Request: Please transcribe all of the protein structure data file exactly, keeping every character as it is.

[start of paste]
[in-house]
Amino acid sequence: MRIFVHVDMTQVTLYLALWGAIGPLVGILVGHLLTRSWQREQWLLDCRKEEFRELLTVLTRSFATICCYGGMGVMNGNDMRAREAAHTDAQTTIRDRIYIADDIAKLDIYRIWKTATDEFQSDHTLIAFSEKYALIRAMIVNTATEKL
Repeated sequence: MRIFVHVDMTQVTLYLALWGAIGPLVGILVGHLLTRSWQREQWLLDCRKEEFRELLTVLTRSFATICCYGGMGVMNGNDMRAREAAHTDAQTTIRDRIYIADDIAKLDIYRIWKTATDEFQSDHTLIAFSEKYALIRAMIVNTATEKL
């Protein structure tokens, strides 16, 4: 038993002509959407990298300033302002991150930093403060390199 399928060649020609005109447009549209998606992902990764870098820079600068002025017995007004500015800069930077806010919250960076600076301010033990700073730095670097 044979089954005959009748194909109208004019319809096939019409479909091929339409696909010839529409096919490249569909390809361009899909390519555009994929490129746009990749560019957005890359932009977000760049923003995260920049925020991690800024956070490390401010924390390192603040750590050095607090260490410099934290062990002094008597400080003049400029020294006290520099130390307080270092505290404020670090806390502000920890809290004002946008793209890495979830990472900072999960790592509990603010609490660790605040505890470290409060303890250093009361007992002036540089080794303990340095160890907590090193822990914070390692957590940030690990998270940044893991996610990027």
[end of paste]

[in-house]
Amino acid sequence: MRIFVHVDMTQVTLYLALWGAIGPLVGILVGHLLTRSWQREQWLLDCRKEEFRELLTVLTRSFATICCYGGMGVMNGNDMRAREAAHTDAQTTIRDRIYIADDIAKLDIYRIWKTATDEFQSDHTLIAFSEKYALIRAMIVNTATEKL
Repeated sequence: MRIFVHVDMTQVTLYLALWGAIGPLVGILVGHLLTRSWQREQWLLDCRKEEFRELLTVLTRSFATICCYGGMGVMNGNDMRAREAAHTDAQTTIRDRIYIADDIAKLDIYRIWKTATDEFQSDHTLIAFSEKYALIRAMIVNTATEKL
């Protein structure tokens, strides 16, 4: 038993002509959407990298300033302002991150930093403060390199 399928060649020609005109447009549209998606992902990764870098820079600068002025017995007004500015800069930077806010919250960076600076301010033990700073730095670097 044979089954005959009748194909109208004019319809096939019409479909091929339409696909010839529409096919490249569909390809361009899909390519555009994929490129746009990749560019957005890359932009977000760049923003995260920049925020991690800024956070490390401010924390390192603040750590050095607090260490410099934290062990002094008597400080003049400029020294006290520099130390307080270092505290404020670090806390502000920890809290004002946008793209890495979830990472900072999960790592509990603010609490660790605040505890470290409060303890250093009361007992002036540089080794303990340095160890907590090193822990914070390692957590940030690990998270940044893991996610990027």